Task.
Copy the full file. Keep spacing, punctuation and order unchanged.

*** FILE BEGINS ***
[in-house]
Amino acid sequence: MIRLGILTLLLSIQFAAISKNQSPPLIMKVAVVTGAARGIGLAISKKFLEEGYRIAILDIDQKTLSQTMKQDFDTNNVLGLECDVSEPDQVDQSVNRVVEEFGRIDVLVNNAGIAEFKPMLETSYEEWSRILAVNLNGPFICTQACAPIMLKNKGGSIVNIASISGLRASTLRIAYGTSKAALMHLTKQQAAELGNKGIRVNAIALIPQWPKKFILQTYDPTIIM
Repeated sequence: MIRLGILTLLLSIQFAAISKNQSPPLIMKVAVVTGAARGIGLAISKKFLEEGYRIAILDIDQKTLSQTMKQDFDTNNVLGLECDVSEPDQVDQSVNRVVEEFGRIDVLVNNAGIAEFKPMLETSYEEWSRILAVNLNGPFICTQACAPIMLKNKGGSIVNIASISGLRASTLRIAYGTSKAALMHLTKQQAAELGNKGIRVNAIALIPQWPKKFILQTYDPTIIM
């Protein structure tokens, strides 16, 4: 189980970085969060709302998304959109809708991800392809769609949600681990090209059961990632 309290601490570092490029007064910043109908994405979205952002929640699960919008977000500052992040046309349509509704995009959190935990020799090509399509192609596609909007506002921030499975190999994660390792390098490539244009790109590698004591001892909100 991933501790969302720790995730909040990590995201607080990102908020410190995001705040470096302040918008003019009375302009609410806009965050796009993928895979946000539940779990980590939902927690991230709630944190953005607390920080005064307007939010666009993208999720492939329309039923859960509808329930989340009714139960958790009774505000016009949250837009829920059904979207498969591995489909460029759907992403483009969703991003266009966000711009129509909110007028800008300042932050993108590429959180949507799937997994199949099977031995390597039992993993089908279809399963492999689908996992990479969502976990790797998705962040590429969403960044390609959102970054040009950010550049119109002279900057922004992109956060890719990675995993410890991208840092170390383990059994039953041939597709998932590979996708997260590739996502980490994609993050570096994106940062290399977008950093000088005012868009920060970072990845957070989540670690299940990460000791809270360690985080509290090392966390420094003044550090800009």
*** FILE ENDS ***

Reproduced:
[in-house]
Amino acid sequence: MIRLGILTLLLSIQFAAISKNQSPPLIMKVAVVTGAARGIGLAISKKFLEEGYRIAILDIDQKTLSQTMKQDFDTNNVLGLECDVSEPDQVDQSVNRVVEEFGRIDVLVNNAGIAEFKPMLETSYEEWSRILAVNLNGPFICTQACAPIMLKNKGGSIVNIASISGLRASTLRIAYGTSKAALMHLTKQQAAELGNKGIRVNAIALIPQWPKKFILQTYDPTIIM
Repeated sequence: MIRLGILTLLLSIQFAAISKNQSPPLIMKVAVVTGAARGIGLAISKKFLEEGYRIAILDIDQKTLSQTMKQDFDTNNVLGLECDVSEPDQVDQSVNRVVEEFGRIDVLVNNAGIAEFKPMLETSYEEWSRILAVNLNGPFICTQACAPIMLKNKGGSIVNIASISGLRASTLRIAYGTSKAALMHLTKQQAAELGNKGIRVNAIALIPQWPKKFILQTYDPTIIM
């Protein structure tokens, strides 16, 4: 189980970085969060709302998304959109809708991800392809769609949600681990090209059961990632 309290601490570092490029007064910043109908994405979205952002929640699960919008977000500052992040046309349509509704995009959190935990020799090509399509192609596609909007506002921030499975190999994660390792390098490539244009790109590698004591001892909100 991933501790969302720790995730909040990590995201607080990102908020410190995001705040470096302040918008003019009375302009609410806009965050796009993928895979946000539940779990980590939902927690991230709630944190953005607390920080005064307007939010666009993208999720492939329309039923859960509808329930989340009714139960958790009774505000016009949250837009829920059904979207498969591995489909460029759907992403483009969703991003266009966000711009129509909110007028800008300042932050993108590429959180949507799937997994199949099977031995390597039992993993089908279809399963492999689908996992990479969502976990790797998705962040590429969403960044390609959102970054040009950010550049119109002279900057922004992109956060890719990675995993410890991208840092170390383990059994039953041939597709998932590979996708997260590739996502980490994609993050570096994106940062290399977008950093000088005012868009920060970072990845957070989540670690299940990460000791809270360690985080509290090392966390420094003044550090800009």